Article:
The government is being urged by the Residential Landlords Association (RLA) to do more to enforce compulsory fee disclosure.
Since May 2015, as part of the Consumer Rights Act, it has been mandatory for letting agents to publish all details of the fees they charge landlords and tenants.
In theory, those that don’t comply could be fined up to £5,000. However, statistics show the regulations have barely been enforced.
According to the National Approved Letting Scheme (NALS), since it became a legal requirement for agents to display fees over two years ago, 93% of councils have failed to issue a single financial penalty to an agent for breaking the law.
The NALS research found that just three penalty notices had been served across the whole of England for failure to display fees.
What’s more, 59% of councils admitted that they do not consider the displaying of fees to be a high priority and 45% said they only undertake reactive enforcement activity.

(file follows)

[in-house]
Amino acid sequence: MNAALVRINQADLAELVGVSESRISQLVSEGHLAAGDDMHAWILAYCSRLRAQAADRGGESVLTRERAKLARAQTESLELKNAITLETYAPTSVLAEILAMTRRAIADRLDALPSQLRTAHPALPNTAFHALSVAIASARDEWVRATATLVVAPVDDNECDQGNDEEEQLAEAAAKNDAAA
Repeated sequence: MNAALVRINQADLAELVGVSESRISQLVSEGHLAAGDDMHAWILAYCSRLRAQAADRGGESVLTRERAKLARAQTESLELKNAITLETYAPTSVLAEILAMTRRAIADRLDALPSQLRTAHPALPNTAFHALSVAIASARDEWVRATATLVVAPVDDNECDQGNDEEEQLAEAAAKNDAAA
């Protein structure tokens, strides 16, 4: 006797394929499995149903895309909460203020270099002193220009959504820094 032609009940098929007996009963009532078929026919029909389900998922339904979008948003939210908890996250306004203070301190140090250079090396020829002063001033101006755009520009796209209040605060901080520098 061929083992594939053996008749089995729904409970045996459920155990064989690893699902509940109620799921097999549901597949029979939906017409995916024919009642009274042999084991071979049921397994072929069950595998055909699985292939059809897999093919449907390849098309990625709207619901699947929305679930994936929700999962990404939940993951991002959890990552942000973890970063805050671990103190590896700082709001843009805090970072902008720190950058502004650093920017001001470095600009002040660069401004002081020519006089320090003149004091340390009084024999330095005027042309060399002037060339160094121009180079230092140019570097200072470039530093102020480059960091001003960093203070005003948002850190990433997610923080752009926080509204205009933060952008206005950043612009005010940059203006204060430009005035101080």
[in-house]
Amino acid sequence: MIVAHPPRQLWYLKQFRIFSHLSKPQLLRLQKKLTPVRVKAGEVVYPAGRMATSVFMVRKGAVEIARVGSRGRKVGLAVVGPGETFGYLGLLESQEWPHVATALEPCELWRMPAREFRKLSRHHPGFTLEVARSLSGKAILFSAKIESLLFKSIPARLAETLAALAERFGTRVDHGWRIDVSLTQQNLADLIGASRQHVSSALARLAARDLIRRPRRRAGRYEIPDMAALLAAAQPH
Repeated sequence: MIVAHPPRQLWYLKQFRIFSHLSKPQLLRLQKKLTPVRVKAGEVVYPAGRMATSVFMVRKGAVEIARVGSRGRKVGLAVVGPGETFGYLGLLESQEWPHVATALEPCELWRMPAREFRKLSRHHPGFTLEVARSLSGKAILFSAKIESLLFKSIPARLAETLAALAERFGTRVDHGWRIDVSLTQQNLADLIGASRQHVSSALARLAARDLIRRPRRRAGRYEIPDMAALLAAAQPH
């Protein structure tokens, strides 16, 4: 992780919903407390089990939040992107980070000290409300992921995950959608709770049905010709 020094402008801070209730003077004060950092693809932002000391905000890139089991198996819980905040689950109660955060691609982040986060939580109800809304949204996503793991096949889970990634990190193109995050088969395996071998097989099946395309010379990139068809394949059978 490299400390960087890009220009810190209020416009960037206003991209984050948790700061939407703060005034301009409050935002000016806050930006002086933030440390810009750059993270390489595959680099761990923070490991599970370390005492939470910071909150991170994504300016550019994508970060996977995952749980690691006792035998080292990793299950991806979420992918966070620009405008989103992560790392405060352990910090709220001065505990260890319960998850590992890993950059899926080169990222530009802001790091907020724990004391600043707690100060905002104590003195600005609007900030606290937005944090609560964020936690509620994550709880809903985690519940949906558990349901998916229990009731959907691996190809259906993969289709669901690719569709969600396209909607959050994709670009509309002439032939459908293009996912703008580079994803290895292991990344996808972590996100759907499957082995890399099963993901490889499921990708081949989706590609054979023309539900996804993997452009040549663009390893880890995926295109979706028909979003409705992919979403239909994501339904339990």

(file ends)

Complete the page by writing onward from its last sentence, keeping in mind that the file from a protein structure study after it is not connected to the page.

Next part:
As MPs debate letting agent fees in Parliament today, the RLA is urging the government to better enforce existing regulations designed to improve transparency around fees before looking to introduce a blanket ban.
The organisation – which represents over 50,000 private landlords – says the government should force agents to display the fees they charge in greater detail and in more prominent positions.
It also suggests that fines for non-compliance should be £30,000, rather than £5,000.
“Laws without proper enforcement serve only to let tenants and good landlords down,” says David Smith, the RLA’s policy director.
“Rather than pressing ahead with plans for more legislation in the sector to ban letting agent fees at an unknown time in the future, Ministers could achieve greater and earlier impact by using the powers they already have to improve transparency and introduce far tougher penalties for agents found to be breaching the law.”
“This would send a clear message that enforcing bodies will not tolerate any letting agents flouting the law,” he adds.
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